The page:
Film historian Kristin Thompson, in reporting on the screening of Nina Paley’s Sita Sings the Blues at this year’s Eberfest (Roger Ebert’s Film Festival hosted by the University of Illinois at Urbana-Champaign’s College of Media), includes a transcript of a discussion with Paley and animation scholar (and old buddy) Richard Leskosky (seen above). In it she makes an interesting aside about the way the film was projected (digitally, which is how it was created):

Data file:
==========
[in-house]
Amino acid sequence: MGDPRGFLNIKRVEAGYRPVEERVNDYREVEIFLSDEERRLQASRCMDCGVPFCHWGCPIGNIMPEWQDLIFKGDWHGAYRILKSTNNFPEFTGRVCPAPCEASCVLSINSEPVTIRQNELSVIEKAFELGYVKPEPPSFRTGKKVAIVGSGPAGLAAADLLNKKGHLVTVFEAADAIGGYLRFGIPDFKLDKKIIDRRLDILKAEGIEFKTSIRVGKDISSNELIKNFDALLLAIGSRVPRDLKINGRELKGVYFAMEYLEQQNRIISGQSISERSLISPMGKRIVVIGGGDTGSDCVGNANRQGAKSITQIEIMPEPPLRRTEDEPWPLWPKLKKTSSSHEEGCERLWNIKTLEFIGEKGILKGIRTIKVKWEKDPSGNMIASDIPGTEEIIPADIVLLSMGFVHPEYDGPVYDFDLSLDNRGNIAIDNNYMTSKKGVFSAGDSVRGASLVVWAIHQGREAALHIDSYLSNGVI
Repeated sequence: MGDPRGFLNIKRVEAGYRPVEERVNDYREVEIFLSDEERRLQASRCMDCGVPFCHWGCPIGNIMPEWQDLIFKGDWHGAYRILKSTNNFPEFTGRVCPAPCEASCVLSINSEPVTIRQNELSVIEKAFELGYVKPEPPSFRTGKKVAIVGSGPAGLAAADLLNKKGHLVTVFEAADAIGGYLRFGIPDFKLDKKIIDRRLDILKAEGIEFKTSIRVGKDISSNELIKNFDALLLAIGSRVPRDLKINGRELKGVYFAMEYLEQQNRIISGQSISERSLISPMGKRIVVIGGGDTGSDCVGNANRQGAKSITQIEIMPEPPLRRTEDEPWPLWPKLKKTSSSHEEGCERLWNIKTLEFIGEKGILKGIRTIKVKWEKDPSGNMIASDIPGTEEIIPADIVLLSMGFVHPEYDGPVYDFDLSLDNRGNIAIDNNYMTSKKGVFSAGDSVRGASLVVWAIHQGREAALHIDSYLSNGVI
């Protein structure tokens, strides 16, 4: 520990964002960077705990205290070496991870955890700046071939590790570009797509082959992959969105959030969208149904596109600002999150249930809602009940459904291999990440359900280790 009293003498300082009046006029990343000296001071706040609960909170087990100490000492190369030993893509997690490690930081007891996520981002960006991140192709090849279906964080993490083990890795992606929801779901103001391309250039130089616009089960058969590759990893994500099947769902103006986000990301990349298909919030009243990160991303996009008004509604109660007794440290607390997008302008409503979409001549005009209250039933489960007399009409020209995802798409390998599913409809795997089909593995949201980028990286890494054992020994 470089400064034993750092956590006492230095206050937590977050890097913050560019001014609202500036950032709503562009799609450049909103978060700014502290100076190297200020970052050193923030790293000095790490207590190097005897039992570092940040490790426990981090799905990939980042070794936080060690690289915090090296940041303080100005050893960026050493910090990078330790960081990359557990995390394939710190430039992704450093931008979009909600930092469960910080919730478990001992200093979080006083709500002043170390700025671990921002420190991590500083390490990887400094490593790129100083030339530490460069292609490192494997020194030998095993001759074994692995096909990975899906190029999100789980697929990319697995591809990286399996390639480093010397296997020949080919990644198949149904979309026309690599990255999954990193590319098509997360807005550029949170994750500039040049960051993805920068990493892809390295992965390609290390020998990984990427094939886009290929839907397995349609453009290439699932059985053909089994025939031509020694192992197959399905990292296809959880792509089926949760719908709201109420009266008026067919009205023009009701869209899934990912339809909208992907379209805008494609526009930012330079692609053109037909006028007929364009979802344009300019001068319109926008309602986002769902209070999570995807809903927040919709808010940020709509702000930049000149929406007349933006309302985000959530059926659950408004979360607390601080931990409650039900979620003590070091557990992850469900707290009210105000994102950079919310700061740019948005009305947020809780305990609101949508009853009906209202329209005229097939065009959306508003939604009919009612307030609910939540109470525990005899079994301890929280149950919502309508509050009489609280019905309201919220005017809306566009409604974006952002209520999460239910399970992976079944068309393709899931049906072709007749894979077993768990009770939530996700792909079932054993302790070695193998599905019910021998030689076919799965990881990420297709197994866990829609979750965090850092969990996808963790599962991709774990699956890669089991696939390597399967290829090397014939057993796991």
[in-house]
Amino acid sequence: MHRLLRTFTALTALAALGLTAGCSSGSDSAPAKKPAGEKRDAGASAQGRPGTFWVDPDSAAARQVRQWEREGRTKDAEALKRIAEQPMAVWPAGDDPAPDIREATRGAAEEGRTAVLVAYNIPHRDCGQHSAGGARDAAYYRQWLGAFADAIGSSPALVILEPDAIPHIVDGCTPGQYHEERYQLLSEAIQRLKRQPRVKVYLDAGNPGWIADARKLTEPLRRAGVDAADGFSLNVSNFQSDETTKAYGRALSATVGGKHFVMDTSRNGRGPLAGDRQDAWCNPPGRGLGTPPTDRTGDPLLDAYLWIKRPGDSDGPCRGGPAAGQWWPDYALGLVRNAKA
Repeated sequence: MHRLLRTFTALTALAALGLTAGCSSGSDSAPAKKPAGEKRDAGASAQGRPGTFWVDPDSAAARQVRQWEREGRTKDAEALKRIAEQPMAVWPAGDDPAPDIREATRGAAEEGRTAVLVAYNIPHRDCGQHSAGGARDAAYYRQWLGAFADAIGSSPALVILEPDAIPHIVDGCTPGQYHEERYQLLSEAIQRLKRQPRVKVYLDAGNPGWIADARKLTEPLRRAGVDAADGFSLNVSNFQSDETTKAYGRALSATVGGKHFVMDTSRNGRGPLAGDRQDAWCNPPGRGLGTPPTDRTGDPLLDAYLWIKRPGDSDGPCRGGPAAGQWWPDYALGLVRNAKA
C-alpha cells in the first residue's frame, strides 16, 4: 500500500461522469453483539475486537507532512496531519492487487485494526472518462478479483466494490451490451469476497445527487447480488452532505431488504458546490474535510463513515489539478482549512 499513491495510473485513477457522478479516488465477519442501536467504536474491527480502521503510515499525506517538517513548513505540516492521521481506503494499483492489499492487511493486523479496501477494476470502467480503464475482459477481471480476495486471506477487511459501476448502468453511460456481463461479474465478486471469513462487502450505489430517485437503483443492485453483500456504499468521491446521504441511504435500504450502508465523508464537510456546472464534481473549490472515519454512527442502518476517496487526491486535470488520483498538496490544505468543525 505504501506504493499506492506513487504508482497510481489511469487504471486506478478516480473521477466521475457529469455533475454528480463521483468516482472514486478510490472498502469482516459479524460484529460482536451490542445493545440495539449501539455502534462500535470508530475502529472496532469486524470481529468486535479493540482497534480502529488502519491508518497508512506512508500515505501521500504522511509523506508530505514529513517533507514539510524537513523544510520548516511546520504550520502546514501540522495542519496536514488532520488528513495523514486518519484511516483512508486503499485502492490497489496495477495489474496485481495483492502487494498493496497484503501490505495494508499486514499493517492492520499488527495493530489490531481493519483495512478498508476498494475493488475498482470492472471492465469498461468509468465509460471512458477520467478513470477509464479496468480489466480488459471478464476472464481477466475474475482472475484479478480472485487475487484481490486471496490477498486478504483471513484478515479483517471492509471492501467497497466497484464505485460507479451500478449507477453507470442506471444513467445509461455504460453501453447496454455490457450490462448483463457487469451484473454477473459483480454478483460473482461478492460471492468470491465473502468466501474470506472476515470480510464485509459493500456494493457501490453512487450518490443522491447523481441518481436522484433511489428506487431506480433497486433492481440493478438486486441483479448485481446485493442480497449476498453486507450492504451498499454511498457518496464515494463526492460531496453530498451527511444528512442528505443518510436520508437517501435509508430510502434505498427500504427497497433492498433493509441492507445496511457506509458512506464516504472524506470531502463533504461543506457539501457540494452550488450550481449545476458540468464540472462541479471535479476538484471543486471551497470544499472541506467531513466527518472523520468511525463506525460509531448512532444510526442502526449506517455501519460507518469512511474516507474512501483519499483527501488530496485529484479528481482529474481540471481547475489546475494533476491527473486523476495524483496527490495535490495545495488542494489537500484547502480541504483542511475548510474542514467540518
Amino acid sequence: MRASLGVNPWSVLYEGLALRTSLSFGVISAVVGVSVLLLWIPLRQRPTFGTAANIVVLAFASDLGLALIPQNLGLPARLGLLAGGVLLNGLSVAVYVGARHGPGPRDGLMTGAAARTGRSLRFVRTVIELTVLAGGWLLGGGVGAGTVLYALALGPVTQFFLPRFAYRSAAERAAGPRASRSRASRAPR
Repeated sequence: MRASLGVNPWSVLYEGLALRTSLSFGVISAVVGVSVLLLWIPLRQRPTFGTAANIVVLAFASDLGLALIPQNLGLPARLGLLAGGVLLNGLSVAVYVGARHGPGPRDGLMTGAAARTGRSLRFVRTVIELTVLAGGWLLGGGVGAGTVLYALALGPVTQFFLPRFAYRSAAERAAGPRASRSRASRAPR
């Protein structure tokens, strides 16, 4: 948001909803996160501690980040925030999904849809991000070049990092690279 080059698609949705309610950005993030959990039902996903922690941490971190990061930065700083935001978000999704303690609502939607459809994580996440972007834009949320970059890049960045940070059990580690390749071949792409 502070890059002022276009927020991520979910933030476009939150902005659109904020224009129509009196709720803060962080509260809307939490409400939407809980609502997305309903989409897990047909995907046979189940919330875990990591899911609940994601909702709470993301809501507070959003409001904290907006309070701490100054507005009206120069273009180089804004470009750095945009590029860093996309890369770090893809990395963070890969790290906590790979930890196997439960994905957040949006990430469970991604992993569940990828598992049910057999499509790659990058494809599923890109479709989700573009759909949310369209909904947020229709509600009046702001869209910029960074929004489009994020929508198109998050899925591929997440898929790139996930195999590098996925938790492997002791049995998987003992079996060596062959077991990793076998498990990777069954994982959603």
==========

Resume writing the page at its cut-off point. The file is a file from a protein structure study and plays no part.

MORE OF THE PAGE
By the way, I want to mention that what you saw was not 35mm. You saw HD-cam, and there are actually 35mm prints of this, and seeing it here was very strange. It was unusually solid, rock solid, a little bit troublingly solid, although that is the ideal that film technology has been striving for. But 35mm prints have all these scratches and splices, and grain and a kind of warmth that moves around, which is almost like a kind of very desirable filter that really warms up the film. So watching it in 35mm is different. I was noticing how computery it looked on the HD projection at this particular size, because I was looking for imperfections that simply weren’t there.
Anyway, do take a look.